FIGHTING STIGMA: Groups like the Stanthorpe and District Men's Shed are helping to do away with stigma surrounding mental health and men's health as part of the national Men's Health Week movement.
FIGHTING STIGMA: Groups like the Stanthorpe and District Men's Shed are helping to do away with stigma surrounding mental health and men's health as part of the national Men's Health Week movement. Matthew Purcell

Time for blokes to talk

STANTHORPE men are encouraging others to speak out and seek help this Men's Health Week (June 11-17).

Blokes are often seen as being pretty hopeless when it comes to staying on top of their physical and mental well-being but it needn't be that way.

Groups like the Stanthorpe and District Men's Shed are helping guys, often isolated in life and locale, to deal with such issues.

"The men's shed is not necessarily men coming to do handy craft things. One of the ideas when they established was for men to have contact with other men for whatever reason,” president Nev Adams said.

"Some of us are fortunate that we live our lives pretty easy but other people are not so fortunate. Here, we have a few guys who have had experiences in their lives and they're now less capable of dealing with life.”

With a variety of backgrounds and expertise, it all goes out the door when the guys get together.

"We all mix in happily. Everyone contributes - it's just how we are.

"We meet five days a week. It's been suggested we meet one or two nights too because some guys don't have anyone.

"Most guys here realise we're not just here to make kids' toys. It may not be in big letters that we look after your mental health but we are in subtle ways.”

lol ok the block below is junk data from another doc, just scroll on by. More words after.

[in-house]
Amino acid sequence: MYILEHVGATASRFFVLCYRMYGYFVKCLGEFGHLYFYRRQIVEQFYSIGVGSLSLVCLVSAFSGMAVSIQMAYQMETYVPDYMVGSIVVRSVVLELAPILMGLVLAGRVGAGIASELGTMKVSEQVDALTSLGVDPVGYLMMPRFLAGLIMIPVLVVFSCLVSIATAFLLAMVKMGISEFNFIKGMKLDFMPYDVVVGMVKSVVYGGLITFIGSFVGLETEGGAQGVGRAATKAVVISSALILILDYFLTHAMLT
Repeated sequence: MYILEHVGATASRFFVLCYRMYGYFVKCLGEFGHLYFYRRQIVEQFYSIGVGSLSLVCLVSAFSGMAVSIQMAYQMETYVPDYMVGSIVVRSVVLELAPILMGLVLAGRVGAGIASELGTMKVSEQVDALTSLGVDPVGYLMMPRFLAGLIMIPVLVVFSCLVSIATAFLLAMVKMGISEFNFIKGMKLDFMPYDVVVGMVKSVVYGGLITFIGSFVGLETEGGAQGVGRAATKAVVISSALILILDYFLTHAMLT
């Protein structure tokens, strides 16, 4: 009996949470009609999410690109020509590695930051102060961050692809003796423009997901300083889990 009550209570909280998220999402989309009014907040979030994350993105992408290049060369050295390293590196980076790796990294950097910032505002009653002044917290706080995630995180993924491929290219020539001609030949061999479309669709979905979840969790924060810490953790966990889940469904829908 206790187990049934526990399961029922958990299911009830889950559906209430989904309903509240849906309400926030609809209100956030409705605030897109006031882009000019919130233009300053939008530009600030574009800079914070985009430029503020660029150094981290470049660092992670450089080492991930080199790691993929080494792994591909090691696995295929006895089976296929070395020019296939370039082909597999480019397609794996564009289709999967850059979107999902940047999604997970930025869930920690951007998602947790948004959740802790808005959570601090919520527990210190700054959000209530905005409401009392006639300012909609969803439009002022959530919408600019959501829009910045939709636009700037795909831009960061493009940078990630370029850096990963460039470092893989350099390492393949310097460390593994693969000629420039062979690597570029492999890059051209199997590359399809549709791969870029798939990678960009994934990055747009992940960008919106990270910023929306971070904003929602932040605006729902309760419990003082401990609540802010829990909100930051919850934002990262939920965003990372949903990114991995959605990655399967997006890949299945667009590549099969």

CONNECTION: Wally Lancaster, from Granite Belt Fitness, says there's a genuine link between having a healthy body, healthy mind.
CONNECTION: Wally Lancaster, from Granite Belt Fitness, says there's a genuine link between having a healthy body, healthy mind. Contributed

Granite Belt Fitness owner Wally Lancaster said having a healthy body was key to a healthy mind.

"I deal in health all the time and see a connection between physical health and mental health,” Mr Lancaster said.

"When someone has stress-related problems - such as home, financial, work stress or general life problems - their motivation to exercise drops off. That depressive state tends to lead to a cascading effect.

"I think men are always more concealed and hold their feelings closer because they feel that's what they have to do.

"Our body is a machine, it's our mechanism to operate and the better the machine works the better the components work,” he said.

So book that health check-up or, if you're having a hard time, contact Lifeline on 13 11 14.

FAST FACTS

- Inactive men are 60 per cent more likely to suffer from depression than those who are active.

- Top three reasons for reduced lifespan in men is suicide, cardiovascular disease and vehicle crashes.

- Men on average die 4.4 years earlier than women.

- Men are three times more likely to die by suicide than women.

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